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September 30th, 1997
Robert Capa Retrospective Premieres At Art Museum

Robert Capa (1913-1954) is remembered as one of this century's greatest photojournalists. While previous exhibitions have explored his importance as a war photographer, Robert Capa: Photographs is the first true retrospective of his work, drawing upon hundreds of previously unseen images and showing him to be one of the great photographers of the 20th century. The exhibition will premiere at the Philadelphia Museum of Art, where it will be on view in the Berman-Stieglitz Galleries, ground floor, from October 4, 1997 through January 4, 1998. It will then tour to other museums in North America, while a parallel exhibition is on tour throughout Europe. The exhibition has been organized by Michael E. Hoffman, Adjunct Curator of Photographs at the Museum's Alfred Stieglitz Center. Richard Whelan, biographer of Robert Capa, served as guest curator. Initial funding for the exhibition was provided by The Pew Charitable Trusts.

Robert Capa: Photographs is comprised of some 130 modern gelatin silver prints of images spanning the full range of Capa's career, lent by the Robert Capa Archive at the International Center of Photography in New York, and 11 vintage prints documenting the Spanish Civil War (1936-1939), drawn from the collection of Cornell Capa. These vintage prints of the images that first brought wide recognition to Capa will be complemented by an installation of 12 vintage prints by Gerda Taro (1910-1937), who fled Germany in the early 1930s and became Capa's companion and colleague beginning in 1934. Tragically, Taro was fatally injured by a tank during a July 1937 skirmish near Madrid. A portrait of Taro and Capa by photographer Fred Stein will also be featured in the Taro installation, which commemorates the 60th anniversary of her death.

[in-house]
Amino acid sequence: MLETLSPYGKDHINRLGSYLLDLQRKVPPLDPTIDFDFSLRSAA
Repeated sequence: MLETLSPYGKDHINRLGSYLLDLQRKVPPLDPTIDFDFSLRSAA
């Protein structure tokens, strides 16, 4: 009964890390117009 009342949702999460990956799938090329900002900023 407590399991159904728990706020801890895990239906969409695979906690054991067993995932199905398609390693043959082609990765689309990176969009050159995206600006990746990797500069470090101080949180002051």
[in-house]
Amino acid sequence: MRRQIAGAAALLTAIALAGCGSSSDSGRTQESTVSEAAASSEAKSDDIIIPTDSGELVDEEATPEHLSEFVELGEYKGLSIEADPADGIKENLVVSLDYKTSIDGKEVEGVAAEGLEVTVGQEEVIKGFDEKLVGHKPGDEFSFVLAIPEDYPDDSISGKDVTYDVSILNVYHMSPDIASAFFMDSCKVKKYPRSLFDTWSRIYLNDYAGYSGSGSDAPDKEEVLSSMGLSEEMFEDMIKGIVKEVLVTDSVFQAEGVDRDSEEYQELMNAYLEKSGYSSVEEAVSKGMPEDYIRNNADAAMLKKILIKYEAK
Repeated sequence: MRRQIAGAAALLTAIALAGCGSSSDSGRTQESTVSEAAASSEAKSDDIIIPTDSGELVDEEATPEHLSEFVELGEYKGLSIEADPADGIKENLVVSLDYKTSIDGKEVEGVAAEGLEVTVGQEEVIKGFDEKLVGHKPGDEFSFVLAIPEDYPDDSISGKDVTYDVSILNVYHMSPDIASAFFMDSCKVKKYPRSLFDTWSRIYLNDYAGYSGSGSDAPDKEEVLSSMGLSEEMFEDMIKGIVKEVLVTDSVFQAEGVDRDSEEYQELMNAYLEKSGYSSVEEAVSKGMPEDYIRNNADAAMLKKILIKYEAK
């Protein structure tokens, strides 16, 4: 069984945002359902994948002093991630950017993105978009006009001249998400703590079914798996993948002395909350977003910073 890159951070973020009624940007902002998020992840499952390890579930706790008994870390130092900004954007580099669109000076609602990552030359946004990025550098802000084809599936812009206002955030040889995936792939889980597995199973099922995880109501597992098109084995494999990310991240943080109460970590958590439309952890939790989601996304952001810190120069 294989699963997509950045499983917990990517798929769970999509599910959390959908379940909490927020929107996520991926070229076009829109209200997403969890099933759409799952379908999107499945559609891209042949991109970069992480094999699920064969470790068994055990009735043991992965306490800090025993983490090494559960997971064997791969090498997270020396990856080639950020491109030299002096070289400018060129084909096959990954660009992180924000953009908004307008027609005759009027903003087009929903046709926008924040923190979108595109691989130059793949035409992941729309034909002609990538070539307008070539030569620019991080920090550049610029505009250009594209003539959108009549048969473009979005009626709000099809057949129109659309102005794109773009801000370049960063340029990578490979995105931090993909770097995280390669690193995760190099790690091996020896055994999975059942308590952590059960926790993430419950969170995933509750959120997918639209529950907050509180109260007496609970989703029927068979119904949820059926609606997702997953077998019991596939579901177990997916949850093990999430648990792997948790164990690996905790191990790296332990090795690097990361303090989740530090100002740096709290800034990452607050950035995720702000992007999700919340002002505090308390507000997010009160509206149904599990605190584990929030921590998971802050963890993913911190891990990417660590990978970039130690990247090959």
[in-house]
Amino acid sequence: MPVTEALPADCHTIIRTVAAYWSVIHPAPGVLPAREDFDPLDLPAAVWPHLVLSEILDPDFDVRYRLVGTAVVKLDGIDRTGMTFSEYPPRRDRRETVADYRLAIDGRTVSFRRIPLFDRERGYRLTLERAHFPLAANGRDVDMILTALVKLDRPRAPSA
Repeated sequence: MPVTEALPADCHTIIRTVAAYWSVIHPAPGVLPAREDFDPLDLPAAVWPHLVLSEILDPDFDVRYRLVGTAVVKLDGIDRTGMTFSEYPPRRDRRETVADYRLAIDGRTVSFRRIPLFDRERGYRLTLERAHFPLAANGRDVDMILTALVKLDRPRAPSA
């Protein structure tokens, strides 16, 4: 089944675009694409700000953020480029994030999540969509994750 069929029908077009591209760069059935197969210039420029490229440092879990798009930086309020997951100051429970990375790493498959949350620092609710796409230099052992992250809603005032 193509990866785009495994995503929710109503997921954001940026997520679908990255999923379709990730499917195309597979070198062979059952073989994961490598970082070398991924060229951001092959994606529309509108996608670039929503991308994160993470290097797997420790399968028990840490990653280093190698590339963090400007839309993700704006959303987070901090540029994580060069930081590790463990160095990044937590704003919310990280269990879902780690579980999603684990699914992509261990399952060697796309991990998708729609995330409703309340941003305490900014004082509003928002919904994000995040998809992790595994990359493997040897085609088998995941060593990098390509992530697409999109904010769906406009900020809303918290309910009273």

Following this personal tragedy, Capa traveled to East Asia to record the Japanese invasion of China in 1938. His photographs remain the definitive visual record of the Japanese bombing of Hankou, as well as later events in the European theater of World War II, including the Allied landing on D-Day, the Liberation of Paris, and the Battle of the Bulge. He was killed by a land mine while on assignment in Indochina (now Vietnam) for Life magazine.

While they are superb examples of photojournalism at its finest, Capa's images also have a timeless, universal quality that transcends the specifics of history. Away from the front line, Capa created portraits of his many friends, including actors Gary Cooper and Ingrid Bergman, writer Ernest Hemingway, and artist Pablo Picasso. Many of these insightful images are shown here for the first time.

Robert Capa: Photographs is accompanied by a softcover catalogue with 161 duotone reproductions, published by Aperture in association with the Philadelphia Museum of Art. The book includes a foreword by Capa's close friend, the photographer Henri Cartier-Bresson, a remembrance by Cornell Capa, the artist's younger brother and the founding director of the International Center of Photography, and a historical essay by Robert Capa's biographer, Richard Whelan.

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